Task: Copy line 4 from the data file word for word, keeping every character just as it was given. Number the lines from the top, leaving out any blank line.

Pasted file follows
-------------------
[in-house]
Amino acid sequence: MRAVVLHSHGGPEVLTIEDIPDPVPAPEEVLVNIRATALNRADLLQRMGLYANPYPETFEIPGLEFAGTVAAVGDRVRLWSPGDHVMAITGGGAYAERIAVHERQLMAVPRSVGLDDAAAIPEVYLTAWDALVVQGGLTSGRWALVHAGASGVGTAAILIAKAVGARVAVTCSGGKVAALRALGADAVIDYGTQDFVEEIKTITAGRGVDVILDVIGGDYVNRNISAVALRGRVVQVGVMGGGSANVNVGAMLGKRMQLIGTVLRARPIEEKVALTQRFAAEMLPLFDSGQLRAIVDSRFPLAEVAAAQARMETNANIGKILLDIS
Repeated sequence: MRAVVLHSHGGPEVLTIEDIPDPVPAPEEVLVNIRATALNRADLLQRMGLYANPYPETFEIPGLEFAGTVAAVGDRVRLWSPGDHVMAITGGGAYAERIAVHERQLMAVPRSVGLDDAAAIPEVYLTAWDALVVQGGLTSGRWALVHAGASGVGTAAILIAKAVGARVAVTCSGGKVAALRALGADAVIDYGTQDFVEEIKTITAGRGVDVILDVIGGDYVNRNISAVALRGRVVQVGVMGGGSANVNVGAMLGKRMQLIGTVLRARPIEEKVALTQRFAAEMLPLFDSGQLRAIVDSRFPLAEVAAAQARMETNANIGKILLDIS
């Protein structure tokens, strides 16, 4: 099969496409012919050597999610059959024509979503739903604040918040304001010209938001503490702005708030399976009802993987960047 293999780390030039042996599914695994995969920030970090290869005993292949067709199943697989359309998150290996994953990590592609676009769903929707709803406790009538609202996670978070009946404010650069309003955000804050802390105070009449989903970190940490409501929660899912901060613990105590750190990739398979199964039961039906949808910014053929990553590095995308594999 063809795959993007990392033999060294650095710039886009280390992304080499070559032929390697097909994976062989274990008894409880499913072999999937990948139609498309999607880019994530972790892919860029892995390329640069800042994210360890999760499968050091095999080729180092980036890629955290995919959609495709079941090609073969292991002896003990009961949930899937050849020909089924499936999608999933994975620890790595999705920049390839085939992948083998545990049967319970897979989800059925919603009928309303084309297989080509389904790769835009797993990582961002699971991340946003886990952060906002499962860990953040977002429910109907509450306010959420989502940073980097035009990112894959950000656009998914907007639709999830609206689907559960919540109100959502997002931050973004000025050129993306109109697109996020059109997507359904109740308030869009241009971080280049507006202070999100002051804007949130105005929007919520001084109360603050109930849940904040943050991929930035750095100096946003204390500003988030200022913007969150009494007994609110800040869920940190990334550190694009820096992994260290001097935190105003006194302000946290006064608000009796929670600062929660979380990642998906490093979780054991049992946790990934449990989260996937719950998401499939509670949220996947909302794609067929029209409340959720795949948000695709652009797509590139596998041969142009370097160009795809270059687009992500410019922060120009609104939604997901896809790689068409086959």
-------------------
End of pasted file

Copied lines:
């Protein structure tokens, strides 16, 4: 099969496409012919050597999610059959024509979503739903604040918040304001010209938001503490702005708030399976009802993987960047 293999780390030039042996599914695994995969920030970090290869005993292949067709199943697989359309998150290996994953990590592609676009769903929707709803406790009538609202996670978070009946404010650069309003955000804050802390105070009449989903970190940490409501929660899912901060613990105590750190990739398979199964039961039906949808910014053929990553590095995308594999 063809795959993007990392033999060294650095710039886009280390992304080499070559032929390697097909994976062989274990008894409880499913072999999937990948139609498309999607880019994530972790892919860029892995390329640069800042994210360890999760499968050091095999080729180092980036890629955290995919959609495709079941090609073969292991002896003990009961949930899937050849020909089924499936999608999933994975620890790595999705920049390839085939992948083998545990049967319970897979989800059925919603009928309303084309297989080509389904790769835009797993990582961002699971991340946003886990952060906002499962860990953040977002429910109907509450306010959420989502940073980097035009990112894959950000656009998914907007639709999830609206689907559960919540109100959502997002931050973004000025050129993306109109697109996020059109997507359904109740308030869009241009971080280049507006202070999100002051804007949130105005929007919520001084109360603050109930849940904040943050991929930035750095100096946003204390500003988030200022913007969150009494007994609110800040869920940190990334550190694009820096992994260290001097935190105003006194302000946290006064608000009796929670600062929660979380990642998906490093979780054991049992946790990934449990989260996937719950998401499939509670949220996947909302794609067929029209409340959720795949948000695709652009797509590139596998041969142009370097160009795809270059687009992500410019922060120009609104939604997901896809790689068409086959």